Sessions Weighs Firing FBI’s McCabe Before RetirementBy
FBI review recommends ouster days before retirement: person
Trump taunted that McCabe’s ‘racing the clock’ for benefits
Attorney General Jeff Sessions is being forced to make a politically explosive decision: whether to fire former FBI Deputy Director Andrew McCabe just days before he’s scheduled to retire and start drawing his pension, according to a person familiar with the matter.
Sessions is reviewing a recommendation from the FBI’s Office of Professional Responsibility that McCabe should be fired immediately for misleading Justice Department officials, said the person, who asked not to be identified discussing the sensitive deliberations.
Sessions could allow McCabe to retire and receive his full pension. But that risks enraging President Donald Trump and Republicans who have railed against McCabe, including for his role in the FBI’s decision against charging Democrat Hillary Clinton for mishandling classified information by using private email when she was secretary of State.
“That decision rests with the attorney general,” presidential adviser Kellyanne Conway said on Fox News on Thursday. “It’s not just about draining the swamp; it’s really about the accountability and fairness.”
McCabe stepped down as FBI deputy director in January amid blistering criticism from Trump and conservatives. He’s been on leave until his retirement takes effect on March 18 and he can start collecting his pension, according to the New York Times, which reported the FBI office’s recommendation to fire him earlier Wednesday. If McCabe is dismissed this week, he risks losing at least a portion of his pension.
The allegation against McCabe is that he misled Justice Department officials about his involvement in approving FBI officials to talk to a reporter about the FBI’s investigation into the Clinton foundation in October 2016, according to the person familiar with the matter.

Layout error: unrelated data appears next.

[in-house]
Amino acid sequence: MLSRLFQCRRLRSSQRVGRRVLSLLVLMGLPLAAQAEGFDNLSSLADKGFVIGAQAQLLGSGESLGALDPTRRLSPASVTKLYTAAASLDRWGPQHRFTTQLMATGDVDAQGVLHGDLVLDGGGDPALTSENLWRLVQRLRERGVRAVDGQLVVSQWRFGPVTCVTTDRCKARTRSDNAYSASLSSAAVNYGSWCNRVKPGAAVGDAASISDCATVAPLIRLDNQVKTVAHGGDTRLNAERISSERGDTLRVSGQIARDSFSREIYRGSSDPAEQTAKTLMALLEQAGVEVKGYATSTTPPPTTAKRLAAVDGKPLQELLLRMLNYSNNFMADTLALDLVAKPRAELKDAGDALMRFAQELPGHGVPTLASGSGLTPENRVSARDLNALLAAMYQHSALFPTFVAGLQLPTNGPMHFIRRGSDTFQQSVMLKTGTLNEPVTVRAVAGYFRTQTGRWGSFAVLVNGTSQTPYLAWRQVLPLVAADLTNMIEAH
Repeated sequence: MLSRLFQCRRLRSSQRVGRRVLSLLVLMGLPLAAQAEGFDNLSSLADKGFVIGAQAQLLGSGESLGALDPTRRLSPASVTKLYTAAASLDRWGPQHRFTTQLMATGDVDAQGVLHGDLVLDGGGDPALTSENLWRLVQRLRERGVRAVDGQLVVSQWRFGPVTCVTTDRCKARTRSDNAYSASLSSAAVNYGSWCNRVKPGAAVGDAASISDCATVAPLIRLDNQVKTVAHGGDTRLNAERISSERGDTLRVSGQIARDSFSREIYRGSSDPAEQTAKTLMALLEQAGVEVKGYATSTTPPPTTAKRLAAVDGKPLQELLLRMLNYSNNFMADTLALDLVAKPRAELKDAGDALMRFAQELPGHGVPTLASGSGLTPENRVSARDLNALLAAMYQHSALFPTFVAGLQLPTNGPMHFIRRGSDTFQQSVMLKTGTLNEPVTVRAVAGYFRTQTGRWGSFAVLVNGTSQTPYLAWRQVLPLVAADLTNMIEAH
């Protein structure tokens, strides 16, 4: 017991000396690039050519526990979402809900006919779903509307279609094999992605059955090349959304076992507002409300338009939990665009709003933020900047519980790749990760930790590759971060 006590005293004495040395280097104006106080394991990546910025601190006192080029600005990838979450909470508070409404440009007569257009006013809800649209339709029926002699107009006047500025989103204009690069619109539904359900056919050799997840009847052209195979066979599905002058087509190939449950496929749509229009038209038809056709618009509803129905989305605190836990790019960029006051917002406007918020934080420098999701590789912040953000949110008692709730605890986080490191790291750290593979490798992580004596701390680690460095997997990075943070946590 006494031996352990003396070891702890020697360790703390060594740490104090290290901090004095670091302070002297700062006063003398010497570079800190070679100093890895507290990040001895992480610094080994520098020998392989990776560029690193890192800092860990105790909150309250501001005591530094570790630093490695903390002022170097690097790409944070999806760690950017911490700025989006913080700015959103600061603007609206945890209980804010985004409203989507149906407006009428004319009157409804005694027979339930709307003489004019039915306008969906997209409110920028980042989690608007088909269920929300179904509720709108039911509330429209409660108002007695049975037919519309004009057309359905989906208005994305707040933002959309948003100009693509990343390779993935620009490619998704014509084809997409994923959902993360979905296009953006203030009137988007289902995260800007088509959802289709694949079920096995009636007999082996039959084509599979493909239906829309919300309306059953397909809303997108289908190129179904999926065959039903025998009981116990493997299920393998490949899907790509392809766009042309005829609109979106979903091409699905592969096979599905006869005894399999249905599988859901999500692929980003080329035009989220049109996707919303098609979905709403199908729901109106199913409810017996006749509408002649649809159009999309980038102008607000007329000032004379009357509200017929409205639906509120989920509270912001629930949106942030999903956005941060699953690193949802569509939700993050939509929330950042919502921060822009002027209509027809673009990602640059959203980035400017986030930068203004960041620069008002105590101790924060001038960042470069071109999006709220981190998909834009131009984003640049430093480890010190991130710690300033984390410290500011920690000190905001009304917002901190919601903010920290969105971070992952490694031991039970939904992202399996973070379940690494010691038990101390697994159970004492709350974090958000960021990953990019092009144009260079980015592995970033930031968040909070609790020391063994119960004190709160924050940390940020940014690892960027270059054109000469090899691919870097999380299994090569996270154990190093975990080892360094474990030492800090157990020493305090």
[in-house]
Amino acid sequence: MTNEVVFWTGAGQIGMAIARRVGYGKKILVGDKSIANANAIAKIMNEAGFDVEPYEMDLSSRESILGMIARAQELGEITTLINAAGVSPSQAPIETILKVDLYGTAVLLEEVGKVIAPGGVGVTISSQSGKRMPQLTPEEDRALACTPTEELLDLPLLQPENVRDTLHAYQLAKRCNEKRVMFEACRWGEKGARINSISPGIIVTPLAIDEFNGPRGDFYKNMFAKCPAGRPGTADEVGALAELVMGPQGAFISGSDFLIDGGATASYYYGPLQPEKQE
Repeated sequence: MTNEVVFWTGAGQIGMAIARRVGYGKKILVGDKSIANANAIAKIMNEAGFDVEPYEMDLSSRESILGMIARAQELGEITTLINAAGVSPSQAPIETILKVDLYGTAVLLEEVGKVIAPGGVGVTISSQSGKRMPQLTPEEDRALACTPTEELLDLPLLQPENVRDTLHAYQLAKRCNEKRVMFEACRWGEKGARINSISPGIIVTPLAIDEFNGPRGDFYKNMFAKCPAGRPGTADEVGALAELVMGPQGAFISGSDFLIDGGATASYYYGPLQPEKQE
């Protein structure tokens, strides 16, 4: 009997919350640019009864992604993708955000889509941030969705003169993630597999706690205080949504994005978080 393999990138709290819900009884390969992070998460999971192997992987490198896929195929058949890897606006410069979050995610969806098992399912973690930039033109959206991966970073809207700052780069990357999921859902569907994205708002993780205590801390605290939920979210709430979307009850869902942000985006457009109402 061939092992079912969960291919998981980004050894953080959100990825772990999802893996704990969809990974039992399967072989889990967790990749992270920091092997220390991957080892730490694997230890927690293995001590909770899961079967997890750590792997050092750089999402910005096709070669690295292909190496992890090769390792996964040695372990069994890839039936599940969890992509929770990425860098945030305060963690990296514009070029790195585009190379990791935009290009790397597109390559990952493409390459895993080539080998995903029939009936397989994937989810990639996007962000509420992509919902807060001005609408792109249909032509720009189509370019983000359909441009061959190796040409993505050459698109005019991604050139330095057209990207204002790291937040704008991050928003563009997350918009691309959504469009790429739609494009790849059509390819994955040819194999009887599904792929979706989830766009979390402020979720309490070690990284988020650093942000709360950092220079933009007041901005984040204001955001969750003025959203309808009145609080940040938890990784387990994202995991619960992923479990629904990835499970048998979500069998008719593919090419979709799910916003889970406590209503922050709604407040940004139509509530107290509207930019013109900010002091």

Trump has taunted McCabe, tweeting in late December, “FBI Deputy Director Andrew McCabe is racing the clock to retire with full benefits. 90 days to go?!!!” The president also has repeatedly taken to Twitter to belittle Sessions, who he calls his “beleaguered” attorney general.
McCabe’s tenure became entangled in politically charged controversies, including the investigation into Clinton’s private email and the continuing criminal probe into Russian interference in the 2016 election.
The Justice Department’s inspector general has investigated the decision-making in the Clinton email case, including events and actions involving McCabe.
Justice Department spokeswoman Sarah Isgur Flores said "the department follows a prescribed process by which an employee may be terminated."
"That process includes recommendations from career employees and no termination decision is final until the conclusion of that process," she said in a statement. "We have no personnel announcements at this time.”
McCabe, 49, came under Republican criticism in 2016 because he helped oversee the Clinton email investigation even though his wife had accepted donations from Democratic political organizations for an unsuccessful campaign in 2015 for the Virginia state senate.
McCabe joined the Federal Bureau of Investigation in 1996 and held management positions in the counterterrorism division and the Washington field office. He became the FBI’s acting director after Trump fired James Comey in May, serving in that role until Aug. 2 when Christopher Wray took charge.
— With assistance by Terrence Dopp